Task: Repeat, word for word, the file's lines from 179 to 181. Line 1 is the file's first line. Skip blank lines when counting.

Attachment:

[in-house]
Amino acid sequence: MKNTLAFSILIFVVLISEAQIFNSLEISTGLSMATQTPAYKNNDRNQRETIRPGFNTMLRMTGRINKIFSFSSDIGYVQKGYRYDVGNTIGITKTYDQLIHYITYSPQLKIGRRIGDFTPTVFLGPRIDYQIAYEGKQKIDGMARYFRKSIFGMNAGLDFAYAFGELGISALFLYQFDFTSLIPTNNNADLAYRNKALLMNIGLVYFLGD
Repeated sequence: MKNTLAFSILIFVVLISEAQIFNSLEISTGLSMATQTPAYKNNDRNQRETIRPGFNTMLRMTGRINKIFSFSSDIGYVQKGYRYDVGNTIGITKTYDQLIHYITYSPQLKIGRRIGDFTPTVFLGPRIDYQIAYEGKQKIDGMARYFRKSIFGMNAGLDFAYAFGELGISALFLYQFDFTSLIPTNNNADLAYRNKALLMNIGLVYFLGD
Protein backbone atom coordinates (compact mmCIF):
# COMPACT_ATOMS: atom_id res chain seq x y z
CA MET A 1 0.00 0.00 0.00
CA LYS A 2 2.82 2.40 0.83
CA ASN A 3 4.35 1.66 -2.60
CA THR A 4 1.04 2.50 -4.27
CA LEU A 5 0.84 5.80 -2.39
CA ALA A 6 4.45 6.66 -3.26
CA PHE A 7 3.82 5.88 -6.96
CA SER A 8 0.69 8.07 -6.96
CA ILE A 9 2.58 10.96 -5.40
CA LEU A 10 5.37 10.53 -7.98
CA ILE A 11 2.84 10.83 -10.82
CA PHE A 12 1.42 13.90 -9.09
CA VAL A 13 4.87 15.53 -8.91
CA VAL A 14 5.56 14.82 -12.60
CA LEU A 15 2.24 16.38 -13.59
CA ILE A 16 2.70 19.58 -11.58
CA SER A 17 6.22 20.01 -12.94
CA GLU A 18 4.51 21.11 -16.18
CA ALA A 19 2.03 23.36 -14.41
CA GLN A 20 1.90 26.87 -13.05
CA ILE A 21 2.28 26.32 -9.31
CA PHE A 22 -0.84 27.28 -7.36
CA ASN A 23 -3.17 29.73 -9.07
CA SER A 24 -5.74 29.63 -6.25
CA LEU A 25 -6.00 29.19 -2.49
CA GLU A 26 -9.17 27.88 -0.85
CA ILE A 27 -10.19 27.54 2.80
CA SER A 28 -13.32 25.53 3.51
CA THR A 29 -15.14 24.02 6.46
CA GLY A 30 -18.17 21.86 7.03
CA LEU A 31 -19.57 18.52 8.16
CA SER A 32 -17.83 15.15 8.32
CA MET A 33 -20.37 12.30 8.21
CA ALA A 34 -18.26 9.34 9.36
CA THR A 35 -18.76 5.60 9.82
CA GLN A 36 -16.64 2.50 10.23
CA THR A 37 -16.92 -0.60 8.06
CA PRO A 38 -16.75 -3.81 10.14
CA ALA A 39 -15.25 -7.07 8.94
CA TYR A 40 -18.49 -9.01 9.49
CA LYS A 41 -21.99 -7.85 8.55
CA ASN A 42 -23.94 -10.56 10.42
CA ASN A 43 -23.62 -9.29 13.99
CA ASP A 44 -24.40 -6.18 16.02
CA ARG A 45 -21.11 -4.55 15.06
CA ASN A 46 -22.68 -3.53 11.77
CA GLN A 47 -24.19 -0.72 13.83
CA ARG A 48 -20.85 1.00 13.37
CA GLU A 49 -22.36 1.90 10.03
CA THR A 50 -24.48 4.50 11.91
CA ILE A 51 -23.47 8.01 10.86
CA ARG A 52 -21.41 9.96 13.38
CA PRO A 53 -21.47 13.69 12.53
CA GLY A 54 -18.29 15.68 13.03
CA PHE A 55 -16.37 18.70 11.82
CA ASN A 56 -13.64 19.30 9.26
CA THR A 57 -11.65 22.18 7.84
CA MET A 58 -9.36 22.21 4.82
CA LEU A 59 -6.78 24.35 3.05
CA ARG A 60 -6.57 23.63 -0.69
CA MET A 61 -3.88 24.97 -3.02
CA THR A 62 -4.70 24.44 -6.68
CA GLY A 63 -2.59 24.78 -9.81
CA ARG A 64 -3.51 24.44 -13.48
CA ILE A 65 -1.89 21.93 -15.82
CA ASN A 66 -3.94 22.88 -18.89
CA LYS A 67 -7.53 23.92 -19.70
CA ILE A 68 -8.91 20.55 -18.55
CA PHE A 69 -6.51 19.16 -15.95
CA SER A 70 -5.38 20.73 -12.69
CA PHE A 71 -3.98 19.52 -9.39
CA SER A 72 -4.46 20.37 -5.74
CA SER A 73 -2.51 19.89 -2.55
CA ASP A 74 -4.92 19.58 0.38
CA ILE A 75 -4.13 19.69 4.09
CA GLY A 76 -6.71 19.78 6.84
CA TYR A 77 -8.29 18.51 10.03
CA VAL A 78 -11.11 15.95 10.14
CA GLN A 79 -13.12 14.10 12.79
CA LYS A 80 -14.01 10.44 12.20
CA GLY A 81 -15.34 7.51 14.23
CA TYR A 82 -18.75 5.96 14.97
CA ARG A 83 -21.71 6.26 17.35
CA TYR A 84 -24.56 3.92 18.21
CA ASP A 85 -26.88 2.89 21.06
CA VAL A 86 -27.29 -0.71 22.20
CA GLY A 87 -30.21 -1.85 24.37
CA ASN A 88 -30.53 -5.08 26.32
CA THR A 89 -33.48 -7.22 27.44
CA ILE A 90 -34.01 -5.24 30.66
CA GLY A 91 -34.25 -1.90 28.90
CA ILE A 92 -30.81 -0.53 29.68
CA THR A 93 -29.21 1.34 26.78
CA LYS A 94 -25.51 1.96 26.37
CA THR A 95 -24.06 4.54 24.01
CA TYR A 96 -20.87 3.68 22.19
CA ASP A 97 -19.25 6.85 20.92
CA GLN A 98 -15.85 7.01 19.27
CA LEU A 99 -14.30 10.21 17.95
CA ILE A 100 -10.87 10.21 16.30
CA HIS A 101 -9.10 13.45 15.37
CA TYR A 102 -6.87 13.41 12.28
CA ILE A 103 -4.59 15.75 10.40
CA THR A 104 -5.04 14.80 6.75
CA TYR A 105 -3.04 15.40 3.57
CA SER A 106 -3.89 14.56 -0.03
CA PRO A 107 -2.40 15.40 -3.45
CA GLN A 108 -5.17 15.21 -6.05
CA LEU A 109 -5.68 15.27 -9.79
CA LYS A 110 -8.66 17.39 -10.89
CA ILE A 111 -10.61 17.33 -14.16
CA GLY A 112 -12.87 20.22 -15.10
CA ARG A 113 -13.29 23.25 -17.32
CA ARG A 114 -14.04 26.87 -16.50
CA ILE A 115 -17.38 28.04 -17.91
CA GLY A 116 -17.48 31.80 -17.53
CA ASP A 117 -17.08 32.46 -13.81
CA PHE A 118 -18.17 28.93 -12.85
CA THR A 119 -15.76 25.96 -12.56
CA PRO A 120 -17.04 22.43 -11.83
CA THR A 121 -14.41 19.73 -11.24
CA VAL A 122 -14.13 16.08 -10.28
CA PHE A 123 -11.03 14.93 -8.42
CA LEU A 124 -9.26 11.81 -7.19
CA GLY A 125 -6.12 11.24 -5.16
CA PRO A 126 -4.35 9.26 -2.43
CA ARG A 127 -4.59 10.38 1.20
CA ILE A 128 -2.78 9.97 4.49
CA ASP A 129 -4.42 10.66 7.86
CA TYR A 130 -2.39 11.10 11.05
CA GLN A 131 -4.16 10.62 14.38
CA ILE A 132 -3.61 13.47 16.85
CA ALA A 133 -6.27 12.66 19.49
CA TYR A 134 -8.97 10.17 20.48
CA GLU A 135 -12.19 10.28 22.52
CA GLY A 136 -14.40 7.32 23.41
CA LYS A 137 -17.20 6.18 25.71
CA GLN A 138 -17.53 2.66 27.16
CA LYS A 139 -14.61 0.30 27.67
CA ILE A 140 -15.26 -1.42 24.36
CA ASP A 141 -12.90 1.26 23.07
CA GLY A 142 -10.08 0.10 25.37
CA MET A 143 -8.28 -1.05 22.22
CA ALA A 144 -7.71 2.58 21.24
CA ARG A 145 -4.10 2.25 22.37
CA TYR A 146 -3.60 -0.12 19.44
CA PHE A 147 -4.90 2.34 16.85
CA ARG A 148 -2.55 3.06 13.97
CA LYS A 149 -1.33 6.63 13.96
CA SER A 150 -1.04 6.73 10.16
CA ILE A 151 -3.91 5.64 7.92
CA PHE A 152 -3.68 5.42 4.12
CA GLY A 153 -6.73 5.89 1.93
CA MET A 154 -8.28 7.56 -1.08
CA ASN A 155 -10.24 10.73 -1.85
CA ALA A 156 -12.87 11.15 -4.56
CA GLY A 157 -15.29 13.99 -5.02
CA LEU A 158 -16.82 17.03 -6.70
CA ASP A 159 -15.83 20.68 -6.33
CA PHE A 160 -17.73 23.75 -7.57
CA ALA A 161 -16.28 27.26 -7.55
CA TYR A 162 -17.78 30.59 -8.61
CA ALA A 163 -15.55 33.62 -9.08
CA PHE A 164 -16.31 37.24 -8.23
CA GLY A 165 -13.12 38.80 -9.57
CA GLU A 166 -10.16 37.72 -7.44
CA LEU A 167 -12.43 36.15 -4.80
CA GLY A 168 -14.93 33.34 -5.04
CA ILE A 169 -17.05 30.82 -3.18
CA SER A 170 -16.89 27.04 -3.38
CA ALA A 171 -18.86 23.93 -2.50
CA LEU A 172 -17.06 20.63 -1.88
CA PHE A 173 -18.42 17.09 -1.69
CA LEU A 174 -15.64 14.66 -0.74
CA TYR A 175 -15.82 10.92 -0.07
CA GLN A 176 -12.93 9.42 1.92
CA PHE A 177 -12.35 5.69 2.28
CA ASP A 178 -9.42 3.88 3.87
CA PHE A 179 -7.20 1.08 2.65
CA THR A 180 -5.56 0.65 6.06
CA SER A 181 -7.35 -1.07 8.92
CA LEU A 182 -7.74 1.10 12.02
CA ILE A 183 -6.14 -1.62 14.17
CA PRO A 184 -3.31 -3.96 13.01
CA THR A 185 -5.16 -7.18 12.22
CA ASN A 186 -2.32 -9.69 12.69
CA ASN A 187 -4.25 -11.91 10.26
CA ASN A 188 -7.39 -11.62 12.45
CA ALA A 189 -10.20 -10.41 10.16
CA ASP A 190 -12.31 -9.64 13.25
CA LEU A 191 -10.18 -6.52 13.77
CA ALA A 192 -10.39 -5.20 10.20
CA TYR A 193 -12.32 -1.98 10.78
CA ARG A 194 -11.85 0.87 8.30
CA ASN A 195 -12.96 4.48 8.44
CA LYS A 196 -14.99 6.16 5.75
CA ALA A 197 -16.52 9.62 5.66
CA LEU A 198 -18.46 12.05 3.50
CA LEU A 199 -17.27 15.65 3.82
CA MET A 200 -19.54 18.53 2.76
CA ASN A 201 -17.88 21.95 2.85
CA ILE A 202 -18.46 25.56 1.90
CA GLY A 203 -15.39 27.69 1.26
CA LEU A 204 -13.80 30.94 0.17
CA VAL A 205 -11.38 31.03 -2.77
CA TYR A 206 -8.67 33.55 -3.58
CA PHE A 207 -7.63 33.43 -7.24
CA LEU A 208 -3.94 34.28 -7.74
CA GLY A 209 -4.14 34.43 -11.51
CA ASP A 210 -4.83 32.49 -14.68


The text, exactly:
CA LEU A 174 -15.64 14.66 -0.74
CA TYR A 175 -15.82 10.92 -0.07
CA GLN A 176 -12.93 9.42 1.92